The abundance of neighbours changes as habitat conditions change, especially along productivity gradients. Decreases in growth from competitive neighbours depend proportionally on the abundance of neighbours present (Ramseier & Weiner 2006). That is, Dr∝zmix, where Dr is the effect of relative crowding and zmix is the abundance of neighbours surrounding the target plant. However, the effects of crowding on the target plant also depend on its size and vigour (Keddy 2001). For example, a thick mixture of neighbours will impose a higher degree of crowding from the perspective of a small, weak plant than from the perspective of a large, vigorous plant. The most direct way to capture this relationship is Dr∝ 1/yiso. Large size when grown in isolation is the result of vigorous growth so, presumably, yiso might also reflect current vigour. Combining these arguments leads to a measure of the relative degree of crowding that is the ratio of the abundance of neighbours to the potential size of the target plant: Dr = zmix/yiso.
How neighbours interact with the target plant is also important in determining the outcome of the interaction. Being surrounded by neighbours that do not compete for shared limiting resources will cause little reduction in the performance of a target plant compared with being surrounded by fewer neighbours that have active and similar resource demands. One way to envision interaction strength is as the degree of suppression in a curve of target plant biomass vs. neighbour biomass (Fig. 1): the steeper the curve, the stronger the suppression. But suppression occurs throughout the range of actual neighbour abundance, so the average slope of the curve is an index of interaction strength. Because most cases of interaction in the literature are negative (suppression), following convention the index is the average of the negative of the slope:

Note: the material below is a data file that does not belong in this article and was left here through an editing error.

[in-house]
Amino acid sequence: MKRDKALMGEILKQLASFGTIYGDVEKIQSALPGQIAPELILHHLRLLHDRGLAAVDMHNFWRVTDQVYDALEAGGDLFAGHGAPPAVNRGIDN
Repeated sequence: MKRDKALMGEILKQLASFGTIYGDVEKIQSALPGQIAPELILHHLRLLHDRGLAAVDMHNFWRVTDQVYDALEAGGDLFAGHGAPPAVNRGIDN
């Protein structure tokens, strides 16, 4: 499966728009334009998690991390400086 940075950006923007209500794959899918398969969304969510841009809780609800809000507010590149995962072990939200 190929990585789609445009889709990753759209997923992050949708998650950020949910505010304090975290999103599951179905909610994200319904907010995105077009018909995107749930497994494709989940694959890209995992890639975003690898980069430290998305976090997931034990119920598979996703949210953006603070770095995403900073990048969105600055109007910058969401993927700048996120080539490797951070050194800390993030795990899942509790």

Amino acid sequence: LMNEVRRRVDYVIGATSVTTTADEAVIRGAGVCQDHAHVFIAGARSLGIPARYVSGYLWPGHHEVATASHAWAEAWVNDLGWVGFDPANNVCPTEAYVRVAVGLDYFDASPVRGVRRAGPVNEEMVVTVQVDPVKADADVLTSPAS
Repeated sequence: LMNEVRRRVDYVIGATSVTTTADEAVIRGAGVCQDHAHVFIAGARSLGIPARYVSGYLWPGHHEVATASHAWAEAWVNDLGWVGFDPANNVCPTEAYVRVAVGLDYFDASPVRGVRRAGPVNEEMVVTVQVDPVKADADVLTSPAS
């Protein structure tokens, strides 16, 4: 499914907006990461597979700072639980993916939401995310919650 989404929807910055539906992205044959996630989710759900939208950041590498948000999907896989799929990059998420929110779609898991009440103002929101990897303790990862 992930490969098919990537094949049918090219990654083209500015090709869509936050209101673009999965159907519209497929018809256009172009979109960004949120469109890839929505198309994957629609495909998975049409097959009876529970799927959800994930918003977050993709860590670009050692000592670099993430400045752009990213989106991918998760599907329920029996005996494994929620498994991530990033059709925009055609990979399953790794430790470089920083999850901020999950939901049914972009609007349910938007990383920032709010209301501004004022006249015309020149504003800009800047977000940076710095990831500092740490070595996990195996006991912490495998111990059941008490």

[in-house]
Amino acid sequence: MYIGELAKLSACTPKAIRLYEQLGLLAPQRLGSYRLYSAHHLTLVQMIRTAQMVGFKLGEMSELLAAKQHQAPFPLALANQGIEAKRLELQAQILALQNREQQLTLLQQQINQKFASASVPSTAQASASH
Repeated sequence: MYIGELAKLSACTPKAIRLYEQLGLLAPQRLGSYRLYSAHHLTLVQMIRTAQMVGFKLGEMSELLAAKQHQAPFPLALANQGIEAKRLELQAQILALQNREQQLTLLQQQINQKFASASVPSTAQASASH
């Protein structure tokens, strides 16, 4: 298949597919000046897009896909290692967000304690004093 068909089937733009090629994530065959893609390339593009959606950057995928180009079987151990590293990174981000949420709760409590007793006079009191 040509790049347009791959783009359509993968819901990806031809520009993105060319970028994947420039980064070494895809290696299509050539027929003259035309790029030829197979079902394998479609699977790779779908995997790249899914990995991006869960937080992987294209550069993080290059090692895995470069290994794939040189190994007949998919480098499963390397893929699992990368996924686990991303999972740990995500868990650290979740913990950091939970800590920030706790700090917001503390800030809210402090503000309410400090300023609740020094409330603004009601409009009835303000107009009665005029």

Evaluating I over the domain of neighbour abundance yields:
I is analogous to the per-unit effect of interacting with neighbours (Goldberg & Werner 1983), but the present derivation is conceptually distinct. Goldberg et al. (1999) and others express concerns that per-unit measures assume underlying models of target performance vs. neighbour biomass. However, the derivation of I from general suppression concepts shows that I is valid no matter the underlying model.
Degree of crowding and interaction strength combine to produce the net effect of neighbours on the performance of a target plant, as given by the mathematical expression